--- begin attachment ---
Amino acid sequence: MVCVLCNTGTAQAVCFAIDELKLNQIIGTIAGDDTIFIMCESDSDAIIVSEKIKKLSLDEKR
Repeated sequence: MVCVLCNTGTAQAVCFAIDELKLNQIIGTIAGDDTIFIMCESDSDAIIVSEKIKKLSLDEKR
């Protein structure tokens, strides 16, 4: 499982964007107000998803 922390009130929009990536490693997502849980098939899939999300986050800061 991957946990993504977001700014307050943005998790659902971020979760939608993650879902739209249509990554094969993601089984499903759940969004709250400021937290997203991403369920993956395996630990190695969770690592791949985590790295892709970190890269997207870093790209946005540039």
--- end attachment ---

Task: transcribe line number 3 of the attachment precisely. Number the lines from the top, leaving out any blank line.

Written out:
């Protein structure tokens, strides 16, 4: 499982964007107000998803 922390009130929009990536490693997502849980098939899939999300986050800061 991957946990993504977001700014307050943005998790659902971020979760939608993650879902739209249509990554094969993601089984499903759940969004709250400021937290997203991403369920993956395996630990190695969770690592791949985590790295892709970190890269997207870093790209946005540039």